Bach is one of the best examples in this for me. It is precise, almost mathematically correct. It is some of the most “logical” music ever written. But that isn’t why Bach’s music remains as unique as it is. Logic and precision can get pretty boring. If you hear the “metronome” in the performer’s head, you know the performer has missed the point of the music. But listen… there’s the amazing love of Anna Magdelena in the notes or the soaring craving for God that sings like heaven in Bach’s variations on what we know as “The Passion Chorale.” Yes, it can take technical skill (i.e. years of practice) to get that into a performance, but it’s the emotions that make it a real musical event.
How do we achieve this zen-like attitude?
Many of these are what you would expect.
You have to know your instrument, its feel, its balance in your hands, the way it centers your sound. Think playing the lead pipe along for this. That’s one of the ways we begin to connect with our instrument.
You have to build your strength or endurance. Think long tones centered and improving as you feel the center.
You have to breathe with your instrument and the music. Think long tones and the Clarke exercises.
You have to practice. Herrigel is told by the Master, “Don’t ask- practice.” There are aspects of practice that are important like singing the piece, playing it slow enough to know what the notes feel and sound like, recording yourself, listening to other recordings. All of these are not a prescription to zen and music, they are simply part of the practice. A classic zen idea is to realize that you will know it’s happening when it is time. Until then wait with patience- and keep practicing.
One way I have found that seems to be working for me is moving beyond simply playing scales to improvising on them. I have never been able to improvise, except when singing along with a song, alone, in my car. I am a jazz lover and am empowered by listening to it. Since Shell Lake’s Adult Big Band Workshop two years ago I have been moving toward experiencing what improvising is life. I went through the technical stuff of scales- major, seventh, and minor. They began to feel familiar under my fingers. I was accomplishing several of the things I mentioned above- the instrument, endurance, breathing- technical skills. I just kept practicing. I had difficulty playing with the Aebersold CDs, so I stopped trying. It wasn’t time. I did slightly better with the iReal Pro app on my iPhone, but still struggled.
Then, one day, it was time. As I finished playing through my scales one afternoon I decided to play around with the scale. I started improvising. By ear. (It’s amazing how much faster we can play a scale or a riff if we don’t have to look at the music. I was flabbergasted!) I played with scales and chord arpeggios. I then added a structure of rhythm. Finally I started adding structure of chord changes. I started working on 8- and 16-bar blues changes, then some ii-V7-I changes. I started playing them in different keys. I wanted to look in a mirror to make sure that it was still me playing the horn. The freedom that gave me was nothing short of miraculous. I started composing melodies across the changes. Sure, they were very elementary and quite dull, but I was doing something different.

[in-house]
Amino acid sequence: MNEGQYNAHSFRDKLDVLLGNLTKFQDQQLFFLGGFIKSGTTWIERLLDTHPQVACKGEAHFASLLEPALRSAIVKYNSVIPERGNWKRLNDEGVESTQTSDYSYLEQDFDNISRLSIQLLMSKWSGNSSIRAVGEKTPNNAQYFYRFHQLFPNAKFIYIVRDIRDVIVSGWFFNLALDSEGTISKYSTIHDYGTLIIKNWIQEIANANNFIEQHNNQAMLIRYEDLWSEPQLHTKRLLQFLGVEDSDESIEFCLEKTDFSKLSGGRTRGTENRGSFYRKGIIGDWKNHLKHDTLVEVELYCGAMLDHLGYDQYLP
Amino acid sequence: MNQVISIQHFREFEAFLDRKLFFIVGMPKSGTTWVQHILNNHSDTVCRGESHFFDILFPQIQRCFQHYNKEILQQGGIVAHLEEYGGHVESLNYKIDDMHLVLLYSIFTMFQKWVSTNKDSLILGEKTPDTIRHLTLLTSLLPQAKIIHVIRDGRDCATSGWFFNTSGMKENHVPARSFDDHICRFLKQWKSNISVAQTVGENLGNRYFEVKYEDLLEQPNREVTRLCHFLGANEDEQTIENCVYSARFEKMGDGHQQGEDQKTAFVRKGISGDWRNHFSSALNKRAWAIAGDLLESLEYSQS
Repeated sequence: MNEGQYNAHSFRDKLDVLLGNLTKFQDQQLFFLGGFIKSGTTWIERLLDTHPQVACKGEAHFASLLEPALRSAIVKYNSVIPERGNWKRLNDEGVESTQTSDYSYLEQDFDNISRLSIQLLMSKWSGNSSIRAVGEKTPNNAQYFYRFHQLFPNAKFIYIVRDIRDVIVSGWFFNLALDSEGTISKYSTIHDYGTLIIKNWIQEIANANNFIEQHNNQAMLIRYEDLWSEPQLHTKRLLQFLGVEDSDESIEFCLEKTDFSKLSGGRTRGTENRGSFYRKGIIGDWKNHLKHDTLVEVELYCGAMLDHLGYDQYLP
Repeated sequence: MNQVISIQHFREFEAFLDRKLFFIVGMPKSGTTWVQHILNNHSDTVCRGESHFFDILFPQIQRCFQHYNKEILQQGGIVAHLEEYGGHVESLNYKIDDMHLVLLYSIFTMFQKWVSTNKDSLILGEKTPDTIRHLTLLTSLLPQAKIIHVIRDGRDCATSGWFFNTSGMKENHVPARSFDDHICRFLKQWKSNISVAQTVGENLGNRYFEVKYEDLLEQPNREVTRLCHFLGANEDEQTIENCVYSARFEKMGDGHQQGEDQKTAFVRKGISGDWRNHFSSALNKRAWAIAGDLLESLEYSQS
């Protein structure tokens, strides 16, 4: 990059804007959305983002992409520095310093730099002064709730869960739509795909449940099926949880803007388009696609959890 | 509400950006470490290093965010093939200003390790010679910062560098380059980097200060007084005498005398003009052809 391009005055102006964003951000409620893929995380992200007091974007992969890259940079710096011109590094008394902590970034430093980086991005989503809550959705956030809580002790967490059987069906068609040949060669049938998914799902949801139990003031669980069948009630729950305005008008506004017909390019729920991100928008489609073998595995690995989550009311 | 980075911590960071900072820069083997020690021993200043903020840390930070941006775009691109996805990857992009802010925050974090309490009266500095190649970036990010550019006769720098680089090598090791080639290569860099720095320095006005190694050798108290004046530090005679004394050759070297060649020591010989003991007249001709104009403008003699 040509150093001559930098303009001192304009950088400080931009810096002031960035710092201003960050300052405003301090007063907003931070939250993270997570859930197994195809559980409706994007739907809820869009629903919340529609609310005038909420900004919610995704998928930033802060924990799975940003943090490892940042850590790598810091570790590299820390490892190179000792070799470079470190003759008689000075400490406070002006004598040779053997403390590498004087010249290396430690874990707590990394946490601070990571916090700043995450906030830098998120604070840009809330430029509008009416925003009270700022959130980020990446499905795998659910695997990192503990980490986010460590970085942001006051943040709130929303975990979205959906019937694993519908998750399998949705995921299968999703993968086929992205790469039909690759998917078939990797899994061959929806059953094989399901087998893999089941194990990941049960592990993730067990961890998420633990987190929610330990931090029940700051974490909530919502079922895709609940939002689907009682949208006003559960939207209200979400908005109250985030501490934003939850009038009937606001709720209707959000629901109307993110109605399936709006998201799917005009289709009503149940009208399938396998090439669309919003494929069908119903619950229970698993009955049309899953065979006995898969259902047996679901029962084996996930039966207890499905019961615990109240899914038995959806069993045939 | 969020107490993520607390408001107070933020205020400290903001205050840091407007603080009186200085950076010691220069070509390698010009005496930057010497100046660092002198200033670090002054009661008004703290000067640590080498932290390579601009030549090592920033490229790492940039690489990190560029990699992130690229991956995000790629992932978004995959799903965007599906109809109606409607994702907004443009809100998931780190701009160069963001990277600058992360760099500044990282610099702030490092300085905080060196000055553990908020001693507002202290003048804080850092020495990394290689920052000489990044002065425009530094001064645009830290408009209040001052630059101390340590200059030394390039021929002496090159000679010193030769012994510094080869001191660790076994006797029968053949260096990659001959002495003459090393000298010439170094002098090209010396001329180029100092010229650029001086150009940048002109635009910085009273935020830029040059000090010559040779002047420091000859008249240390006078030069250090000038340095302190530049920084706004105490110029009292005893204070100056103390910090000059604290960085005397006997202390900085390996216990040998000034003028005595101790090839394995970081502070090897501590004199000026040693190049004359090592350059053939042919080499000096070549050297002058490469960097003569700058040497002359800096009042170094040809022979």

I was experiencing the zen.
I then started applying all this to a song I have been wanting to arrange for our quintet- the folk song Sloop John B. I worked it out by ear, then I started playing with it, checking different rhythms and chord changes, descants and the like. All by ear. I began to experience the zen of this song. I then heard new things that I could play and ways to truly move beyond simple improvisation to some slightly more interesting variations. As I did this the power and energy of the song became apparent. I could feel it in my horn and embouchure. (I know that anyone who loves technical stuff will probably give up at this point. That’s okay. It is working for me!)
Each time I play through the song now, I get a different insight into its structure and energy. I am almost ready to be getting the composing part going. Because I know the music, the song’s zen, it will be more interesting than if I had simply done some technical study and fit that to the song.
Be careful, of course, that you don't get into some bad habits. It could be easy to get used to doing things some incorrect ways. More on that in another post. For this week, Zen works. Go with the musical flow- it's energy and rhythm, its architecture and texture.
Bill, as usual, you’ve done it again.
And as usual, thanks.